A WARRIOR PASSES
July 4, 1947 - February 21, 1999)
On Sunday, February 21, 1999, Walter Bresette, peace advocate, community and environmental activist, and defender of Anishinabe (Chippewa) treaty rights, passed away at the age of fifty-one. He was laid to rest the following Thursday at St. Francis Cemetery on the Red Cliff Indian Reservation. Six hundred people, Indian and non-Indian, came to pay their respects to this man as he took his final journey into the Great Mystery.
It was a scene which at once pained the heart and stirred the soul. Nearly a hundred people spoke at the wake; many were friends, some were professional acquaintances, others simply people who admired and appreciated what this man had labored to achieve all his life. The understanding which emerged was that Walter was many things to many people: a warrior dedicated to peace and inter-racial harmony; a tireless advocate for the environment; a defender of the traditional values and treaty rights of indigenous peoples. But most importantly, Walter was a man devoted unconditionally to his human relationships, to his role as father, as brother and as friend. And perhaps it was this genuine humanity, this ability to connect deeply with others, which stood out as the quality most cherished by those who knew and loved Walter. As an old ally and life-long friend stated tearfully, "Walter's passing created such a big void that it took all six-hundred of us to fill it."
Walter immersed himself into many worthy causes, but he never left a job unfinished. In the late 1980's and early 1990's, when racial hatred directed at tribal spear-fishing threatened to engulf northern Wisconsin, Walter co-founded the Witness for Non-violence, whose members, with Walter leading them, engaged in the effective, non-violent documenting and defusing of racial violence at the boat landings. When metallic sulfide mining threatened the ecosystem of the state, Walter helped organize such environmental activist groups as the Midwest Treaty network, the Wisconsin Greens, and Anishinabe Niijii, a mining watchdog group. While these stand as his most salient accomplishments, Walter also labored steadfastly to eliminate substance abuse in the northern Wisconsin area, to help the disabled, and to assist troubled young people. A friend of mine who met Walter twice commented that he always seemed to be planting seeds of goodness wherever he went. After news of his death came, this friend asked me to bear as her special gift a handful of seeds, seeds from a plant her grandmother had grown years before. With the family's permission, I placed those seeds beside Walter, that he may continue planting goodness in the next world.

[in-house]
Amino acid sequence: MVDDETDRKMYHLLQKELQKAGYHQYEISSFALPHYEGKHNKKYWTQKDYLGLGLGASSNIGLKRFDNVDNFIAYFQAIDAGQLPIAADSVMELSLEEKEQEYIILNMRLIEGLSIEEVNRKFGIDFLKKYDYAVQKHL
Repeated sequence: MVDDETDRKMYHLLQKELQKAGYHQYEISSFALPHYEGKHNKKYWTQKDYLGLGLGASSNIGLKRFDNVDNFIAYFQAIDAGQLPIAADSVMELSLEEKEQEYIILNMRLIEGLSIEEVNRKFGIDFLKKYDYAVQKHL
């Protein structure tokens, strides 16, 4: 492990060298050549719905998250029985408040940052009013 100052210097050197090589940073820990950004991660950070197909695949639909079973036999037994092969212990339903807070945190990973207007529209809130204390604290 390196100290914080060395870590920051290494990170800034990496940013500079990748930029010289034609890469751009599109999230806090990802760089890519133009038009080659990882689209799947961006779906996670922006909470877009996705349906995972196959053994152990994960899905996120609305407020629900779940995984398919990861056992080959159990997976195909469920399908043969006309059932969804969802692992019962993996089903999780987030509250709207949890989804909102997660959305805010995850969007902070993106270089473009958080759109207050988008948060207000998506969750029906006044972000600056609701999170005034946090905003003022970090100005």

There were many stories told of Walter Bresette, stories about his bravery, his integrity, his eloquence, his wit, his humor, and his compassion. A man who had stood beside Walter on the boat landings recalled his fearlessness in the face of danger, as well as his compassion for the very people who hurled racial epithets and violent threats at him. A woman who had joined Walter in opposing sulfide mining in Wisconsin recounted how he scaled the security fence at the Ladysmith mine, and, in symbolic protest, waved Black Hawk's warclub (given to him as a gift) at the buildings on site. The co-author of Walter's book, Walleye Warriors: An Effective Alliance Against Racism and for the Earth, spoke of his insight, his wisdom, and his eloquence in both the spoken and the written word. There were also many honors paid to this gentle warrior. Jim Northrup, a Pulitzer Prize winning author, and a long-time friend of Walter's, recited two award-winning poems in his honor. A large bouquet of flowers from a United States Congressman, together with a hand written note of condolence, sat among many similar gifts beside Walter's casket. A contingent of Canadian Ojibwa came to honor him for his work in uniting the tribes across Lake Superior. The Anishinabe Ogitchida, warrior society of the Lake Superior Chippewa, lit the sacred fires and kept them burning for four days.
One close friend of Walter's told me that a little known fact about him was that he was very much a patriot. He loved his country, his beautiful native America, and it was this patriotism which in part spurred his loving defense of the earth. He was born on the Fourth of July, and served in the United States Armed Forces thirty-four years ago. He wished deeply to preserve the land and water for the generations of Americans to come, and among his most recent projects was the "Seventh Generation Amendment," a proposed amendment to the United States Constitution which would protect the air, water and earth as common property for future generations.
In addition to being a writer and activist, Walter was an accomplished artist. A graduate of the Chicago School of Art, he had designed the logo of the Great Lakes Indian Fish and Wildlife Commission. My mother, an artist herself, still remembers her dinner with Walter and I in the winter of 1997. She smiles when she recalls Walter's impressive knowledge of art history.